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Adult Social Care and The Proposed Green Paper: Sue Roberts Head of Quality and Compliance at Future Care Group

Adult Social Care

The political landscape in the UK remains in turmoil, which means the publishing of the long-awaited Green Paper on adult social care has been pushed further back from its original due date of early 2019, with no current date for release on the horizon.

There have been concerns about the funding of social care in England for more than 20 years and if these concerns continue without being properly addressed, the UK will continue to fail some of the most vulnerable people in our society.

We know there is an increasing ageing population (approximately 12 million at present) which is due to double in the next 30 years. Many of these people are living with multiple and sometimes complex co-morbidities and cuts in funding have placed Adult Social Care in a very unstable position, so the government needs to find a solution to this problem sooner rather than later.

The State of Care in England 2017 – 2018 CQC report showed that in general the quality of care delivered in care homes has remained largely stable, despite the significant challenges around funding, recruitment and retention of staff and demand for placements.

The current CQC ratings for care homes in England is approximately:

  • 3% Outstanding
  • 69% Good
  • 25% Requires Improvement
  • 3% Inadequate

But is this good enough?

In order for care homes to comply with their legal responsibilities we need;

  • Sustainable long-term funding – not just injecting enough cash to keep services going.
  • A conduit of skilled workforce – however, Brexit may also affect this pipeline.
  • Joined up working with NHS colleagues – how will services work together to support person-centred care. Currently there is ineffective collaboration between health and social care which has led to many breakdowns in care delivery.
  • Introduction of technology – many homes are still using paper driven care records that do not capture the care delivered in ‘real time’ which is not just costly in time, but also in failure to accurately evidence the planning, delivery and evaluation of care, which could lead to enforcement from CQC and concerns from the local clinical commissioners.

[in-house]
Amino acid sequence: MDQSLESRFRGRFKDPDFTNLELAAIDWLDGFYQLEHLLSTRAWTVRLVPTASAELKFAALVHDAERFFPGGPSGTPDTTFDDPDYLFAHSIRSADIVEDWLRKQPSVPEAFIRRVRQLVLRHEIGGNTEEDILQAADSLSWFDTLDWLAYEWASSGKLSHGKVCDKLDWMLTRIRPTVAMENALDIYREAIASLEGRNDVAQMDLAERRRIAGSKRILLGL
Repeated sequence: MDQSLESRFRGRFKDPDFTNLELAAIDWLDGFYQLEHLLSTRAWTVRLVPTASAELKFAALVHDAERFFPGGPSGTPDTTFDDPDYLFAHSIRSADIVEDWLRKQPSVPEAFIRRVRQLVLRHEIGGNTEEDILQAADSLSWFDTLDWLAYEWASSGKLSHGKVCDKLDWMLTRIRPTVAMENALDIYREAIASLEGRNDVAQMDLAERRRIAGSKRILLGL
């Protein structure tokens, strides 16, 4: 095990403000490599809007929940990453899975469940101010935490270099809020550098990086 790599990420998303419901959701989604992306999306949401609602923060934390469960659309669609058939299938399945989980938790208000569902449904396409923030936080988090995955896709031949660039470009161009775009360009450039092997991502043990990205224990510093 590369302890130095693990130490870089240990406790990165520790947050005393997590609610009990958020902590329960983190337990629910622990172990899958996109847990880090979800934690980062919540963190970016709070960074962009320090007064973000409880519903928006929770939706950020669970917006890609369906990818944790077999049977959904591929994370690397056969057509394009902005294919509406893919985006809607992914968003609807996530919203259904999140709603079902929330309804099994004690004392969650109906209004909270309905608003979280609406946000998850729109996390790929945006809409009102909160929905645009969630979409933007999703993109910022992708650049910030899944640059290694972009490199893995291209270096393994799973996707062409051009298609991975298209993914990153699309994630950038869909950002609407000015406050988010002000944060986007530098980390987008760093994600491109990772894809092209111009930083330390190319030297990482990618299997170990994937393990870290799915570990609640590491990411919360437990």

Sadly, some providers have ceased trading due to CQC enforcement or financial collapse or have been forced to reassess their social care contracts due to financial constraints. This could lead to unmet needs, reduction in choice and reduction in access to good or outstanding services.

Unless the Green Paper resolves the issue of long-term sustainable funding, for some Providers, there will be:

  • Lack of finances to improve the environment.
  • Lack of investment in the recruitment, retention and development of the workforce.
  • Increase in reliance of agency staff which is costly and affects the continuity of person-centred care.
  • Burn-out and frustration of workforce.
  • Lack of finance to introduce technology.
  • Constraints in the provision of appropriate equipment.

For these Providers this could lead to:

  • Increase in home acquired pressure ulcers.
  • Increase in accidents and incidents.
  • Increase in safeguarding incidents.
  • Increase in dehydration and weight loss.
  • Increase in avoidable hospital admissions.
  • Delay in transfer of care.
  • Lack of person-centred activities leading to a reduction in wellbeing.
  • Lack of compliance and breaches in legislation which could result in costly enforcement by CQC which will potentially push the smaller providers out of business.
  • Increase in Duty of Candour incidents leading to potential claims being made against the provider.

Reduction of social care placements in homes that are inadequate or requires improvement placing further financial restraint on providers.

Conclusion

Unless the government, through the Green Paper (or any other means) addresses the problems in our underfunded and volatile social care system we will continue to let down our frail older citizens and those people who live with a disability.

To quote Jeremey Hunt (March 2018) when he was the Health Minister:

‘How we treat the most vulnerable people will determine whether or not we are a civilised society’

I will leave it up to you to decide whether or not the government should be proud of the way they currently treat those in greatest need.

Whilst we appreciate that placing a loved one in care in time of political uncertainty can be a difficult decision, we strongly believe that our staff live our Groups Mission, Vision and Values to make our Homes an inspiring place for our residents to have a great life. We are a stable company committed to changing the way care is being provided within a challenging industry.